3. Telling me what the character sensed instead of letting me sense it for myself. This is usually preceded by the character name (or she or he) plus a past- or future-tense sense verb: saw, could see; heard, could hear; smelled, could smell; felt, could feel (physically or emotionally); tasted, could taste. Again, ugh. Just don’t.

    There are others, but this is probably more than enough for now.

  3. Recently, I read a psychological murder mystery by a highly recommended author. The book was written in first person, present tense point of view (POV).

    A sticky feature of present tense POV is what to do with the verbs. What this author did was to use continuous present tense ing verbs in almost every sentence, sometimes more than once in a sentence.

    The following are fake sentences used to illustrate but not identify the author:

    “I am thinking of our last conversation and feeling hurt.”
    “My mind is racing to control my rage.”
    “My hands are shaking and turning blue.”

    The book was suspenseful, but I was so inged out by the end that I’ll never read another book by that author.

    Now, I am off to decrease all the instances of “said” in my own WIP…

  4. Thanks for the shout out, JSB. You mention using said with action tags/beats. I’d expand that to ANY speaker attribution. Either a beat OR a tag. Not both.
    Spitfire dialogue that goes on too long so I have to go back and count to see whose turn it is to speak.
    I get yanked out by misused words … baited breath, peeked interest, peddled his bike.
    Dialogue that uses the author’s words, not the character’s.
    And, although it’s not wrong, I dislike omniscient POV that tells me what’s going to happen… “If only she’d seen the guy with the knife standing behind the door, she’d never have entered the room.”

    • Good points, Terry. Question: are you as bothered by a First Person narrator referring to the future? E.g., It was the low point of my existence. But the worst was yet to come.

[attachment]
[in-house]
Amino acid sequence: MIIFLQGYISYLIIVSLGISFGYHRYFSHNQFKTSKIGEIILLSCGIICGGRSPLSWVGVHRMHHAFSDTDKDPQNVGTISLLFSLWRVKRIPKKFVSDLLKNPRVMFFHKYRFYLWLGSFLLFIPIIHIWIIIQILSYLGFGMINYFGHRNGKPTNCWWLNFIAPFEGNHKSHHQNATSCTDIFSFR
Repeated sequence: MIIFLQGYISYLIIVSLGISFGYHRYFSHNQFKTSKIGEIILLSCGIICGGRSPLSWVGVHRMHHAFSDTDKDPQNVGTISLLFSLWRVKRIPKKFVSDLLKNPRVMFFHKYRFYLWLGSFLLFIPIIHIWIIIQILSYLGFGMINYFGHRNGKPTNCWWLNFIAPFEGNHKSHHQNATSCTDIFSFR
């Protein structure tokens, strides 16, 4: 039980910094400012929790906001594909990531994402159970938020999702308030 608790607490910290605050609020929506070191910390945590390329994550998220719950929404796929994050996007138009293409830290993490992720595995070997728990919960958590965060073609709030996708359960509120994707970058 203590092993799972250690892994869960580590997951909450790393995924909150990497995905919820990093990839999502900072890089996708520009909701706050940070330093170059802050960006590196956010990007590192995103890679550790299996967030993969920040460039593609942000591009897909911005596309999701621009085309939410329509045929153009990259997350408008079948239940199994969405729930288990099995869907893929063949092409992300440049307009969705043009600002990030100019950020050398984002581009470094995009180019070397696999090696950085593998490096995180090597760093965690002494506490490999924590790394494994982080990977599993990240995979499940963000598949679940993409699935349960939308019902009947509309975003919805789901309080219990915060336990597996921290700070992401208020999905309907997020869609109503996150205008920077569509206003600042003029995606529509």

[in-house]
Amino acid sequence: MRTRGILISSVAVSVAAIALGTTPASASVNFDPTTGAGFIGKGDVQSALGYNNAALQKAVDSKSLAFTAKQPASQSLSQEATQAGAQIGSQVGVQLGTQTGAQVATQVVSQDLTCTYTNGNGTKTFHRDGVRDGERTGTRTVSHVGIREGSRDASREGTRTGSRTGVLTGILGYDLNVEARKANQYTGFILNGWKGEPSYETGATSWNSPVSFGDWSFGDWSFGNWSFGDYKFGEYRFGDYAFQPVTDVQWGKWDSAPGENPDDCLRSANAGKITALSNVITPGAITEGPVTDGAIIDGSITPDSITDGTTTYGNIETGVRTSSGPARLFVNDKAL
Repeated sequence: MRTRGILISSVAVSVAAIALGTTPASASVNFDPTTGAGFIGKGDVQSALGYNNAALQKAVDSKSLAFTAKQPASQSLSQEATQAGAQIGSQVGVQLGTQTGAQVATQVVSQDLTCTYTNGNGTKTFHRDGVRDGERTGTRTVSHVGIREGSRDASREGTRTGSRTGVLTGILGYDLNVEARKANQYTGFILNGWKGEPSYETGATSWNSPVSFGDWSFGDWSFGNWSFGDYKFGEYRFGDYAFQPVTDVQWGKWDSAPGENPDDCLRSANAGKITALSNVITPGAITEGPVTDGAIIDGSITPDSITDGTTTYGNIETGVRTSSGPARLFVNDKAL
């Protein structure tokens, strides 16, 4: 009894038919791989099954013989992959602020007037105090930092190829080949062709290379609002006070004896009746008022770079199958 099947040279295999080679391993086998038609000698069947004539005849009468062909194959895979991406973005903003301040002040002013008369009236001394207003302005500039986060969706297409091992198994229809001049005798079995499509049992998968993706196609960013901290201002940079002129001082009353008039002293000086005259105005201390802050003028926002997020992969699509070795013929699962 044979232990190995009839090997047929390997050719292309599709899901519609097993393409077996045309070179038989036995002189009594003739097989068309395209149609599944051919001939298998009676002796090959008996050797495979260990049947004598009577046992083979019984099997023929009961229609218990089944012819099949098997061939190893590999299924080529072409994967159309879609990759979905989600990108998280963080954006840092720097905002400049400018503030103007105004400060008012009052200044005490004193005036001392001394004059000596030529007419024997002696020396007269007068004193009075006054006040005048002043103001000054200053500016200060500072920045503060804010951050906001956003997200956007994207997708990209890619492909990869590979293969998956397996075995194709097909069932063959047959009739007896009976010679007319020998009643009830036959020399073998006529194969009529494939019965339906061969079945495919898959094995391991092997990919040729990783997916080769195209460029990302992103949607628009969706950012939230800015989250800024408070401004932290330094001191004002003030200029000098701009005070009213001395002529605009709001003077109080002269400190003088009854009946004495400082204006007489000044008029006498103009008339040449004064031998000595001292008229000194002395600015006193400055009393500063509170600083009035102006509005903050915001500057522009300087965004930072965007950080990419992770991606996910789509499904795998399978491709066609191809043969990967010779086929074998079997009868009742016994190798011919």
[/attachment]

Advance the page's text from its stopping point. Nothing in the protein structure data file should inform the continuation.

• That would be yes. I want the story to unfold in “real time” for me. I have the same problems with television shows that open with a high-action/characters in peril scene and then after the commercial break, it opens with “Five days earlier.”
        I’m easily annoyed, it would seem.

  5. Thanks, Jim, particularly for Numbers 1 and 3. I think I know who you’re talking about in Number 2. That there are a few different possibilities when excellent authors go relatively unknown and underpaid is a tragedy.

    The speedbump for me is the use of the phrase “He cut his eyes…” Yikes! The image that creates is certainly (probably) not what the author intends.

  6. Great post, Jim. Thanks for the reminders and for setting up a discussion that will be very enlightening. I look forward to learning from everyone’s responses.

    What bugs me: (and I list them with the knowledge that I’ve been guilty of all of them):
    1. I’m with Harvey on “Verbs that are not a form of utterance used in dialogue tags.” These make me burst out laughing.
    2. Terry’s “Spitfire dialogue.” This one really bugs me. If the writer has a “thing” for avoiding “said” or using an action beat, maybe they should turn this rapid fire dialogue section into a script format with the actor listed to the left of the dialogue, so the reader can keep track of who’s speaking without slowing down the pace.